40 Years Ago: Neil Young’s ‘Journey Through the Past’ Album Released
Released on Nov. 7, 1972, ‘Journey Through the Past’ remains one of the odder pieces in the Neil Young puzzle. The album was the soundtrack to the film of the same name, which might best be described as Young’s loose, experimental take on a documentary. The LP was released in late 1972, which was Young’s brightest year as a solo artist. His ‘Harvest’ album was one of the year’s biggest sellers, and the hit singles ‘Old Man’ and ‘Heart of Gold’ helped make Young a household name in his own right.
In what might be seen, with historical hindsight, as a typical ‘Neil’ move, he decided to follow up those triumphs with this confusing soundtrack to the even more inexplicable movie. The two-LP set features some interesting moments from Young’s then relatively short history. Concert and television appearance recordings from Buffalo Springfield (Hollywood Palace 1967) and Crosby, Stills, Nash & Young (a blistering live version of ‘Ohio’) are among the highlights.
Elsewhere, there are scraps from his solo years, including a 16-minute ‘Words,’ a fragment of ‘Are You Ready for the Country?’ and a partial ‘Alabama’ that crumbles into a rehearsal take of the same, before melting into ‘God Bless America,’ which is topped off with an excerpt of a Richard Nixon speech. The final side of the set features various classical pieces from the film and winds up with the Beach Boys‘ ‘Let’s Go Away for a While,’ a beautiful instrumental form the ‘Pet Sounds’ album.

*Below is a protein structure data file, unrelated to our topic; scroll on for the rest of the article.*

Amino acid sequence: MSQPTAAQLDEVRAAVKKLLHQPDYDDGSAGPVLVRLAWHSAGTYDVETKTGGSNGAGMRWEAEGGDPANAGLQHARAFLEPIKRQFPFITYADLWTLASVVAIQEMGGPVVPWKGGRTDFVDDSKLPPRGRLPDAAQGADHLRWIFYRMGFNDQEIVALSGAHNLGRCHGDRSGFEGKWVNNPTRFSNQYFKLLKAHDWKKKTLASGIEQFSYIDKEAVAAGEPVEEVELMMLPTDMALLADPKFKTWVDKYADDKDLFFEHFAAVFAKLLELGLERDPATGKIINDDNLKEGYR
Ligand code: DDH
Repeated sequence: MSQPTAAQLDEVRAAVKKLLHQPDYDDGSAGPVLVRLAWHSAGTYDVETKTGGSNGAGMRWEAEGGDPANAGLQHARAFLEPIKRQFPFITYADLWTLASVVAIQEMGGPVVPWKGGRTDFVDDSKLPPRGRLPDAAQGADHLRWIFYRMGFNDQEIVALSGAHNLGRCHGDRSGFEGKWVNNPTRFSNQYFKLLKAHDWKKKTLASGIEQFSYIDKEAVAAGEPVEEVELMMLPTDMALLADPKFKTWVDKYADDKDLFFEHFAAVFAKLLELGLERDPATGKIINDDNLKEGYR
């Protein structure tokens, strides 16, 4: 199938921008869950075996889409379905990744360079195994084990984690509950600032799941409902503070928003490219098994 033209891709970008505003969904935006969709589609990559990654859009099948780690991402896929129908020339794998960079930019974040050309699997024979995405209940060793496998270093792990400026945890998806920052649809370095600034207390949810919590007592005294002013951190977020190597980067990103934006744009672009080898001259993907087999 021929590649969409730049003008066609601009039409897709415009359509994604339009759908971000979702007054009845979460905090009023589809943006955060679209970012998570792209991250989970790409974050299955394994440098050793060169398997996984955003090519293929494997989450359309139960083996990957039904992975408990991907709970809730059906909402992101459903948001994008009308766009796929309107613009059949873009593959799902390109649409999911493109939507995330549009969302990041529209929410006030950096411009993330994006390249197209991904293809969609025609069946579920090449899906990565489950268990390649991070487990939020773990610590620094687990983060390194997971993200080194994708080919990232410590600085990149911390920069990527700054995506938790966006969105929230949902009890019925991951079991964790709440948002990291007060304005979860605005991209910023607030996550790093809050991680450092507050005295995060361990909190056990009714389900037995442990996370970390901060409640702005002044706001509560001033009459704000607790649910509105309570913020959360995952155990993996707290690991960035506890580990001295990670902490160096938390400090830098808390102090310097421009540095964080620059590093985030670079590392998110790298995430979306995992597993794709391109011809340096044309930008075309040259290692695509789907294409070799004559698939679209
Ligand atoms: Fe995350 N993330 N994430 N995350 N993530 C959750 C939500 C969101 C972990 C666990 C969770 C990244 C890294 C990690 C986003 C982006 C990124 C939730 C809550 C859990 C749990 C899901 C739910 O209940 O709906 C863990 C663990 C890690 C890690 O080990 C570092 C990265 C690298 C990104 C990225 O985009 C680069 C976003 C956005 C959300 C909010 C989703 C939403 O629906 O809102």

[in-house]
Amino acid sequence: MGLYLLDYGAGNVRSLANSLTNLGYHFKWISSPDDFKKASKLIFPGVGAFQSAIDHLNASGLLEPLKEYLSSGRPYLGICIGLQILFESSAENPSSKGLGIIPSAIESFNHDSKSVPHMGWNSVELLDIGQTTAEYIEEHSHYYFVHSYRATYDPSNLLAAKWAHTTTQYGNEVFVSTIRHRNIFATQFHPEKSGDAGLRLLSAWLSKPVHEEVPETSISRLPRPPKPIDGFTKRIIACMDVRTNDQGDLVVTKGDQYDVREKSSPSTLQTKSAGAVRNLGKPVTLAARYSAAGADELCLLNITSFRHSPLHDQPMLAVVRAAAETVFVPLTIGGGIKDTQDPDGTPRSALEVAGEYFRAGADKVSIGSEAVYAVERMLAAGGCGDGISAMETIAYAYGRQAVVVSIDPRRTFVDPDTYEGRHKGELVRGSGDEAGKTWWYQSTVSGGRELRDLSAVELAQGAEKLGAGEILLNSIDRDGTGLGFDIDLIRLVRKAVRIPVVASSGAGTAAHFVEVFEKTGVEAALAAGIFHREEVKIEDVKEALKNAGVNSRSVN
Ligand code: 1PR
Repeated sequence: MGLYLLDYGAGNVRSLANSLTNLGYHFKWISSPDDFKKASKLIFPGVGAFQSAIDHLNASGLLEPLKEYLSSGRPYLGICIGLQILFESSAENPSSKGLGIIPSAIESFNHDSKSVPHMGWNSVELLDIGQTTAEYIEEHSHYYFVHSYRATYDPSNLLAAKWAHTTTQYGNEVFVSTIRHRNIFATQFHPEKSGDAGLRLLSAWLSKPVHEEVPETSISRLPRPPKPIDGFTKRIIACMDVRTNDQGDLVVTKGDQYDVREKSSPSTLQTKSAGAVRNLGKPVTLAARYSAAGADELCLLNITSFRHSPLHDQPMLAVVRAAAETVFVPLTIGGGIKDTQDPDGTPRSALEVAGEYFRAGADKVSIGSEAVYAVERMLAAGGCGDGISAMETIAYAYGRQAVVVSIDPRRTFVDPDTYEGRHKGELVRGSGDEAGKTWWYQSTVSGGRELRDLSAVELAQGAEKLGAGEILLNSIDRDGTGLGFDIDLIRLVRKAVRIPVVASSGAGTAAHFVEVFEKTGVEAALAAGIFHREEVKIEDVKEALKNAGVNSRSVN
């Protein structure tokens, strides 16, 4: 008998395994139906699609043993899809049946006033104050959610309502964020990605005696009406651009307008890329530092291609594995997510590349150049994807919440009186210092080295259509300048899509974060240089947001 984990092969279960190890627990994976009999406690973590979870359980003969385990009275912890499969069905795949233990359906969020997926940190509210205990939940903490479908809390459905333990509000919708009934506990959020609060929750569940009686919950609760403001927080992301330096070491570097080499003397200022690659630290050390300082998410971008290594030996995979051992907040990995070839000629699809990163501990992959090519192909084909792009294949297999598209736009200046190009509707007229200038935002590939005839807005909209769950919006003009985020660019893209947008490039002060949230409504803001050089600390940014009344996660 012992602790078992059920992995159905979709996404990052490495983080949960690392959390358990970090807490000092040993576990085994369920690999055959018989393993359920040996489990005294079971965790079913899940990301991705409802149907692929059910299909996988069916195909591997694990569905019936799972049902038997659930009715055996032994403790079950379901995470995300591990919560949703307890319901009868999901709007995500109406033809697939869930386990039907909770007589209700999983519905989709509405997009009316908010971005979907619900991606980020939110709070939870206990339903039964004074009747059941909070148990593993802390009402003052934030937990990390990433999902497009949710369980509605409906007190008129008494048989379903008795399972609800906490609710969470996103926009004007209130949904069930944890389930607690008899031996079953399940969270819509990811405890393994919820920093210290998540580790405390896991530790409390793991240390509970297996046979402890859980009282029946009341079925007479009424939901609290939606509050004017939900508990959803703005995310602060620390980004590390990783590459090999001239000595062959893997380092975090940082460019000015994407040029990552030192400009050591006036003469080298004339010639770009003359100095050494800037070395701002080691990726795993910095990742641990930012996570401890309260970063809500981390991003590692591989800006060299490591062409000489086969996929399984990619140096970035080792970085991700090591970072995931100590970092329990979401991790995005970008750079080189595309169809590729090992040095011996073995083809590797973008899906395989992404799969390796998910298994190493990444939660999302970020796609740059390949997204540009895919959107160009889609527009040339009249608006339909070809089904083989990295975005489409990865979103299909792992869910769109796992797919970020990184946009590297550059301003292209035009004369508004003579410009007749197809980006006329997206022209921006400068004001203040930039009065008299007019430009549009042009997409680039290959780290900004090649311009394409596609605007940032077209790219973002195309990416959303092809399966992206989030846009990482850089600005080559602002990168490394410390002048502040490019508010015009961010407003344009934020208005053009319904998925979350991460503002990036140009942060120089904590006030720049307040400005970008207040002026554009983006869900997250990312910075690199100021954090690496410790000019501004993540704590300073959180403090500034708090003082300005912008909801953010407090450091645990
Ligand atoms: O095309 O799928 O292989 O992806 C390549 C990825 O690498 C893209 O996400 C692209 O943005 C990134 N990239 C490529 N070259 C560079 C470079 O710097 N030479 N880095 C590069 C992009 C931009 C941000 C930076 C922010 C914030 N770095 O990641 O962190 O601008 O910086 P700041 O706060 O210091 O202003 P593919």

The album barely made a dent in the charts, and to this day, ‘Journey Through the Past’ remains one of the only Young titles never to be re-issued on CD. It’s follow-up,’Time Fades Away,’ being another glaring omission from his catalog. The film, however, was released on DVD as part of his ‘Archives’ box set.
This would not, obviously, be the sole questionable step Young would make through his career, nor would it be the last odd film he would make, (‘Human Highway’ anyone?!), but it represents a strange twist in the ever fascinating road Young has traveled all these years. Questionable moves are made along the way, but for every ‘Greendale’ and ‘Journey Through the Past,’ there’s a ‘Ragged Glory’ and ‘Tonight’s the Night.’ Doing the obvious is so often just plain boring, Young knew that then, and knows it to this day, long may he run.